The aquatic warriors have done it again. Miki Oca's Spanish team became European champions in Split by beating Greece 9-6 in the final, thus prolonging their continental dominance with their third gold in the last five editions. The success of a renewed group persists, but affiliated with the hallmarks of effort, intensity, commitment and exquisite quality.
Spain has won with Miki Oca, since the Madrid coach took over the bench in 2010, nine of the ten women's water polo medals. All achieved in the last decade, since the London '12 Olympic silver, when the aquatic warriors were born. In other words, the Spanish women have been on the podium nine times in the last 15 major tournaments (Games, World and European), with four gold medals (one world and three European). In other words, apart from the United States (intractable with three Olympic gold medals, four World Cups and eight World Leagues since 2012), the Spanish team is the most competitive in the world, continuously; a reflection of the qualitative regeneration of the water polo academy.
The great merit of Miki Oca, the group's guru, has been knowing how to maintain a competitive pulse with precise, surgical relays. Supported by the endless Catalan nursery (12 of the 14 players), the Madrid coach has opted in this European to accelerate the relay with six 2021 junior world champions, all between 17 and 20 years old: Paula Camus, Cristina Nogué, Nona Pérez , Paula Prats, Elena Ruiz and goalkeeper Martina Terré.
In the final against Greece, Miki Oca relied on his new core of talented youngsters, with Terré in goal, with his 20 years old providing solvency (4/4 in the first quarter), with Elena Ruiz taking the scoring initiative with her 17 years -his was 1-0 at 27 seconds-, with Nona Pérez (19) scoring 2-0, or with Paula Camus (20) or Paula Prats (19) as buoy defender, all in the headline, along with veterans Anni Espar, Maica García, Bea Ortiz and Judith Forca. Pure gall coupled with experience resulting in an explosive team that was 3-0 to start.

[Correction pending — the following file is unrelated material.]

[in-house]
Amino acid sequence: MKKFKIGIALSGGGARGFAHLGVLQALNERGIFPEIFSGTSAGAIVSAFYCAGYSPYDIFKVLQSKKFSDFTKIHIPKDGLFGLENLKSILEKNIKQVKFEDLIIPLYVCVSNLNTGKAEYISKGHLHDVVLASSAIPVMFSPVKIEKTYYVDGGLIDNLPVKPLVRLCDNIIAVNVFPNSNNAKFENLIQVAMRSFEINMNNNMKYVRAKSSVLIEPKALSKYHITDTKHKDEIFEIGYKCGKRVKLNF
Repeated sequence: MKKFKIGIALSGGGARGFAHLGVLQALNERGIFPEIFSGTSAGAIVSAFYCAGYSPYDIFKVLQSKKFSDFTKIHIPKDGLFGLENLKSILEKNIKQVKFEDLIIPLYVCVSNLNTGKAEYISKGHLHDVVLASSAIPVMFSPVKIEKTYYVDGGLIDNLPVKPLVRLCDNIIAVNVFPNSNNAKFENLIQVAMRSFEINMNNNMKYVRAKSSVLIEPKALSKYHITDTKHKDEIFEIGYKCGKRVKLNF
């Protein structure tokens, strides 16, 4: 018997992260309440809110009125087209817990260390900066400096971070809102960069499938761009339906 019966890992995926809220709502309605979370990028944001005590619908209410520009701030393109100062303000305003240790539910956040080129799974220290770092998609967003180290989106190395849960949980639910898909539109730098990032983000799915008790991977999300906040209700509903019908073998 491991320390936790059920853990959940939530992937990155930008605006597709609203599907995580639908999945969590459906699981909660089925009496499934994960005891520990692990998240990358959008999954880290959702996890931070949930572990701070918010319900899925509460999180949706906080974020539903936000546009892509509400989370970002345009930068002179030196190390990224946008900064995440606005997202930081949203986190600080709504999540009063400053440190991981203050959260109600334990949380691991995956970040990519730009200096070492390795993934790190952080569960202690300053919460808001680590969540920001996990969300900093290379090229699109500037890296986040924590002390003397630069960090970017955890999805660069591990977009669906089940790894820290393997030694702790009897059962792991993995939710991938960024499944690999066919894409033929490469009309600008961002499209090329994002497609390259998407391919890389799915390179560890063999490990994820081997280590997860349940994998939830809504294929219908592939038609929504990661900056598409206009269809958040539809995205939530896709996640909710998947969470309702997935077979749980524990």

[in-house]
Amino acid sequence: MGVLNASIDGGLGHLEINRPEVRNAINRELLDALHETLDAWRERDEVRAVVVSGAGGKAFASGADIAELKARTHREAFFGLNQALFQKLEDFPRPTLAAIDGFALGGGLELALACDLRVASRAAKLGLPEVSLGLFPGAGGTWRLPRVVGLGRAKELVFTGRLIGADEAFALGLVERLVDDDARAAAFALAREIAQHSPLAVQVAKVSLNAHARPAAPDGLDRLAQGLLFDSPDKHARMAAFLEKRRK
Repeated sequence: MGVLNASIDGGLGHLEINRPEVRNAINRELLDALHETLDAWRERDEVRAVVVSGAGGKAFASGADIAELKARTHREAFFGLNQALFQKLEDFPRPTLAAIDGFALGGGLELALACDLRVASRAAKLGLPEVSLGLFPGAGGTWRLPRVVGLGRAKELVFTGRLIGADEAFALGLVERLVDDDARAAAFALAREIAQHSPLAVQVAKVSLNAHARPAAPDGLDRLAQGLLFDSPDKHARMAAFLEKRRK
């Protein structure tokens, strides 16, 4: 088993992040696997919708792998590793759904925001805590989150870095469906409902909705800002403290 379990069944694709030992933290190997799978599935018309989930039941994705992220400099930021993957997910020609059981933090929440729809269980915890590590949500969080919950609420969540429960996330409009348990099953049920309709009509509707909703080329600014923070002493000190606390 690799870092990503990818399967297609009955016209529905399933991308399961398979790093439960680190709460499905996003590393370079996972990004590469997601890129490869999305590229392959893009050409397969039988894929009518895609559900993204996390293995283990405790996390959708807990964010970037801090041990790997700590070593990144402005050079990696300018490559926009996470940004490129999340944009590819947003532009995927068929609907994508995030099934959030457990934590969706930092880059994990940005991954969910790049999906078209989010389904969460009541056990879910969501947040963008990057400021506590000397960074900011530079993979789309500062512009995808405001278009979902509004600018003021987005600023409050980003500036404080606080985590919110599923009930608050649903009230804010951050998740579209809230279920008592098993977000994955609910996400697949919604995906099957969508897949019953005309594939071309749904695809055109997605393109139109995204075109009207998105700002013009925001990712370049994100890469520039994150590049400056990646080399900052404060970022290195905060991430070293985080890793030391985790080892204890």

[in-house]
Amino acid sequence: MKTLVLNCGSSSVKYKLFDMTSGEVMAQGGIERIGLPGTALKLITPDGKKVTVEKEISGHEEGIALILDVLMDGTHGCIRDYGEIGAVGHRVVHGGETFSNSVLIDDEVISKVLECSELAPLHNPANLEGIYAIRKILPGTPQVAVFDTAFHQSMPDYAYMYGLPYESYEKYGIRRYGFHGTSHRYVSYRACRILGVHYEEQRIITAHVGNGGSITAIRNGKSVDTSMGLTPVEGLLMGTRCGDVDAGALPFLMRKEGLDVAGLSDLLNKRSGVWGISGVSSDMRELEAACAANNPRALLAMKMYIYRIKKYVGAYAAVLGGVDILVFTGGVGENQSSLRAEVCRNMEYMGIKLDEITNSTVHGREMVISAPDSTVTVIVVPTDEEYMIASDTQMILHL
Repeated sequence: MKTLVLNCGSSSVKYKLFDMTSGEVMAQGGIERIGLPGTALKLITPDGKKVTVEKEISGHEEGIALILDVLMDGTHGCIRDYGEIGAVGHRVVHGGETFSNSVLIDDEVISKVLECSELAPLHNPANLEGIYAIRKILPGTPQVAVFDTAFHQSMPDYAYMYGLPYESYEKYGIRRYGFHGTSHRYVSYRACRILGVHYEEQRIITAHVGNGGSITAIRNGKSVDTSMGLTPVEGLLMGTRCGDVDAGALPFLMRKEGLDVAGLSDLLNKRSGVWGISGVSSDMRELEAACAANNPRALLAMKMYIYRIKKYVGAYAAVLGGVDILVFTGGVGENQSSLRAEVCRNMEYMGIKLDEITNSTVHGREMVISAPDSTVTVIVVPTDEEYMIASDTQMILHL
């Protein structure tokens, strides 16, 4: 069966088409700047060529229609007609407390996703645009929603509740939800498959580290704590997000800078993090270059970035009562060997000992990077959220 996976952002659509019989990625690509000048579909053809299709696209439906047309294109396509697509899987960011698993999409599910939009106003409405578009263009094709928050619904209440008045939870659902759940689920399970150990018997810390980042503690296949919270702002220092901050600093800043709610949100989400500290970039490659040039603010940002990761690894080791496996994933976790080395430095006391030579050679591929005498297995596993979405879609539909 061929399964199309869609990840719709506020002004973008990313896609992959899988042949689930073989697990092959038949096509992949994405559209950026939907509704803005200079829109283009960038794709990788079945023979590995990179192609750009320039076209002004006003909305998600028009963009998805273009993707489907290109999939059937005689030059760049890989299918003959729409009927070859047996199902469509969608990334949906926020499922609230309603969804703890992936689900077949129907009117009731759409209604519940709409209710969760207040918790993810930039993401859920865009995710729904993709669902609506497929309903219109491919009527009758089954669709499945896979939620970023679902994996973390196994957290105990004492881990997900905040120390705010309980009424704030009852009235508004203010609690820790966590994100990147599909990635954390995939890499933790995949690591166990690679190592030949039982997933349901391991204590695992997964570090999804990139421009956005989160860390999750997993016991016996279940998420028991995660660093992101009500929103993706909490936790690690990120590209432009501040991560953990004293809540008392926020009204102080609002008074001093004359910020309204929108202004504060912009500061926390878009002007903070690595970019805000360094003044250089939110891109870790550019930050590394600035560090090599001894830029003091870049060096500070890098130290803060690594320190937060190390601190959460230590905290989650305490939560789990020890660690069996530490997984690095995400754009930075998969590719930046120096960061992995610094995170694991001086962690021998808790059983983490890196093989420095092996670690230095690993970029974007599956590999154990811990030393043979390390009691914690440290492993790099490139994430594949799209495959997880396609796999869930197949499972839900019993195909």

The Spanish domain of the first quarter waned ostensibly in the second round, in proportion to the defensive hardening of Greece, which closed much better, Stamotapoulou made three saves and the arms blocked the Spanish shots. Thus, the warriors conceded a 1-3 run that adjusted the score when they reached the break (4-3). Goose didn't like what he saw.
After the intermission, the Madrid coach sought to break the Greek wall playing with a double buoy, with Leiton and García. Both imposed their physical strength and took two penalties. Anni Espar missed one and Elena Ruiz converted the second at 5-3 to distance Spain again in a quarter of maximum equality, losses, tension and more defensive intensity.
Gold would be decided in the last 8 minutes. Xenaki gave first to close the gap (5-4), but Maica García quickly replied with a reverse cross shot from the buoy (6-4). Eleftheria Plevritou insisted on keeping Greece alive (6-5) and Chydrioti equalized the duel (6-6) by picking up a rebound from Martina Terré. There were four minutes left.
Then Spain got the best of it, pulling on the experience of their best warriors who nailed a 3-0 run. Bea Ortiz finally appeared to materialize a superiority and score on her sixth pitch (7-6). Martina Terré joined the resistance with her ninth save, which led to a quick exit, a pass from Judith Forca and a goal from Maica García to return to 2 (8-6) with 1m32s to go. The sentence was signed by Anni Espar with 9-6 with 54 seconds to go; a goal that had the endless suspense of VAR.
Spain: Martina Terré, Cristina Nogué, Anni Espar (2), Bea Ortiz (1), Nona Pérez (1), Paula Prats, Elena Ruiz (2, 1p), Pili Peña, Judith Forca, Paula Camus, Maica García (2 ), Paula Leiton (1) and Laura Ester (ps).
Grecia: Stamatopoulou, Eleftheria Plevritou (1), Chydirioti (2), Tricha, Margarita Plevritou (1), Xenaki (1), Ninou, Patra, Siouti (1), Vasiliki Plevritou, Giannopoulou, Myriokefalitaki, Sotireli (ps).
Quarters: 3-0, 1-3, 1-0, 4-3.